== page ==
New South Philly sculpture to appear at Smith Playground

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The work will serve as the first freestanding statue depicting a young African-American girl in Philadelphia’s public art collection.

A rendering of the new Percent for Art commission at Smith Playground by artist Brian McCutcheon. Image courtesy of Brian McCutcheon.

While Philly’s sculptural landscape is filled with cherished figures like William Penn, Benjamin Franklin and even Rocky, a new personage is being memorialized at Smith Playground, 2100 S. 24th St.

Encompassed within the West Passyunk park’s massive multi-year renovation, which was unveiled last spring, the Office of Arts, Culture, and the Creative Economy’s Percent for Art Program recently announced its approval of a new public art commission by Indianapolis-​based artist Brian McCutcheon.

Selected through a 2017 call-to-artists submission, McCutcheon, a nationally renowned multi-medium con­cep­tual artist, was unanimously voted by the program’s jury among more than 50 other artists for his proposal of a lifesize bronze statue depicting an adolescent African-American female basketball player.

The work will serve as the first freestanding statue depicting a young African-American girl in Philadelphia’s public art collection.

“Everybody really thought that (McCutcheon’s) proposal sort of spoke the most directly and clearly and kind of inspirationally to this particular rec center in this particular neighborhood and the people that actually use this place,” said OACCE’s public art director, Margot Berg. “…There’s really nothing else like it in our public landscape. It’s gonna be the first of its kind.”

Although his extensive educational and professional work spans across the country, McCutcheon, who founded Ignition Arts, LLC, which specializes in large-scale public art commissions, considers Philadelphia a fundamental influence for his work.

After receiving his B.F.A. from Col­orado State Uni­ver­sity in 1991 and M.F.A. at Cran­brook Acad­emy of Art in 1995, McCutcheon lived for a decade in South Philadelphia.

While in Philly, he accumulated a breadth of experience, including numerous exhibitions, collections, grants and collegiate-level teachings throughout the city.

From gigs at the University of the Arts to showcases with the city’s FringeArts festival, McCutcheon made his mark on the Philadelphia art scene through the early 2000s.

“One of the reasons I applied for the call is — I really think that living in Philadelphia after graduate school had a huge impact on my art development,” he said. “…Philadelphia was really my entrance into professional practice and trying to make my entire living through the arts.”

Living in Philly, McCutcheon recalls visiting playgrounds similar to Smith with his young son.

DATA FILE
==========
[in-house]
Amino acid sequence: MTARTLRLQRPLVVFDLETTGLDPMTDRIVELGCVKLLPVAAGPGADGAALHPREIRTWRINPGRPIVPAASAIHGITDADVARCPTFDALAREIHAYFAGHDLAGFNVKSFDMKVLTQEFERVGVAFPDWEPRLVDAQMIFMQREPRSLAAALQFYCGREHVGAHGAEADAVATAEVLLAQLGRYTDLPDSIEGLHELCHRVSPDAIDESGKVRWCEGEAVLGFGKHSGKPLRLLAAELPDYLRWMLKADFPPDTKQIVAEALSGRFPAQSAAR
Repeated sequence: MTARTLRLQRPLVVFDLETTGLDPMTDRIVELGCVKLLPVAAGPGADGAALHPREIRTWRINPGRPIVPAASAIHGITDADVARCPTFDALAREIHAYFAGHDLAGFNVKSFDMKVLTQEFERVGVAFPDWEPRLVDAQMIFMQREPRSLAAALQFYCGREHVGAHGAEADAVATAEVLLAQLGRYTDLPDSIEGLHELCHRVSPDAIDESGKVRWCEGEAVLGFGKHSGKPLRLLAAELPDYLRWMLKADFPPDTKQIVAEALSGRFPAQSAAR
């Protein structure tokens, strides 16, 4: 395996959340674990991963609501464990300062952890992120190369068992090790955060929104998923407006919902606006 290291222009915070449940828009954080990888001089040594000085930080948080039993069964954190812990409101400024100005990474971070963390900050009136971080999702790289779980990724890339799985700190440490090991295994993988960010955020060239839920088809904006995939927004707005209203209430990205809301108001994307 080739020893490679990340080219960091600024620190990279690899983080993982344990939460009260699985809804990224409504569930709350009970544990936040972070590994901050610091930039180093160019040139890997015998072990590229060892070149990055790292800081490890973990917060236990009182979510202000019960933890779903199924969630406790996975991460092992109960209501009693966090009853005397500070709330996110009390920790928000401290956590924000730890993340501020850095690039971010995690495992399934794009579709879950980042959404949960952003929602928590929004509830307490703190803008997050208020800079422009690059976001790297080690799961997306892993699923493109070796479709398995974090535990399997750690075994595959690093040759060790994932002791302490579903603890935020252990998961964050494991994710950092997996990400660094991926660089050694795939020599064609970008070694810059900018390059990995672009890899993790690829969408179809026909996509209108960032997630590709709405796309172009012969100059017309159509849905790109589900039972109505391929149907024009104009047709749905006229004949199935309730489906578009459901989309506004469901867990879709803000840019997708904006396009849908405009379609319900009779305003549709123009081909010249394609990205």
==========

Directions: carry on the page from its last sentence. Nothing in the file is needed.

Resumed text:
While brainstorming concepts for his proposal, McCutcheon felt responsive and appreciative to these public spaces.

“It seemed like a really nice opportunity for me to take my experience knowing about Philadelphia and having some real experience in the neighborhoods in which Smith Playground exists and do something sort of to give back,” he said.

The art installation aligns with other philanthropies Smith has experienced in recent years.

Starting in 2015, the Make The World Better (MTWB) foundation, a nonprofit founded by former Eagles player Connor Barwin, raised more than $3 million for the playground, including resources from the city and state, as well as funding from local organizations, businesses, foundations and private donations, and institutions such as the National Football League and ESPN.

The first phase, which ended in spring 2016, focused on improvements to the recreation building, including the installation of a kitchenette and the first WHYY and Keyspot Media Lab. The second phase, which ended in spring 2018, included playground upgrades, renovated basketball courts, new turf sport field, outdoor fitness area, a walking trail and Green Stormwater Infrastructure operated by the Philadelphia Water Department.

Although, through MTWB’s work, nearly every inch of the eight-acre playground has been revamped, a vacant plot exists adjacent to the recreation center. The space, which serves as a natural meeting place in the park, needed to be filled.

“(McCutcheon’s) decision to show through sculpture a young African-American girl in a very active decision-making movement as a point guard on a basketball court was really relevant to the site,” said Claire Laver, executive director of MTWB. “…Representation matters, and I think it’s important young girls, particularly young African-American, can really see themselves on a pedestal that way.”

While surveying the immediate community, McCutcheon says it was obvious for his work to reflect aspects of the area, including the demographics, schools and athletics that comprise the park.

Drawing from other public art in the city, the work is also a derivative of statues gracing the South Philadelphia Sports Complex, as those athletes are often perceived as champions.

Working with bronze was another conscious decision, bestowing weight and importance upon the young African-American female figure.

“This work is looking at those as references and playing with the notion and changing the perspective of that sort of heroic monument on a smaller scale and honoring or giving a visual reference for the neighborhoods kids” McCutcheon said. “…I hope the neighborhood kids can kind of see themselves in this figure.”

The sculpture, which McCutcheon will craft in Indianapolis before its unveiling at Smith in the spring, also reveals the young female in a pensive position — both physically and mentally.

As a point guard, she’s contemplating her next move, but this decision-making spills beyond the court.

“There’s that moment that kind of defines the future in a lot of ways,” McCutcheon said.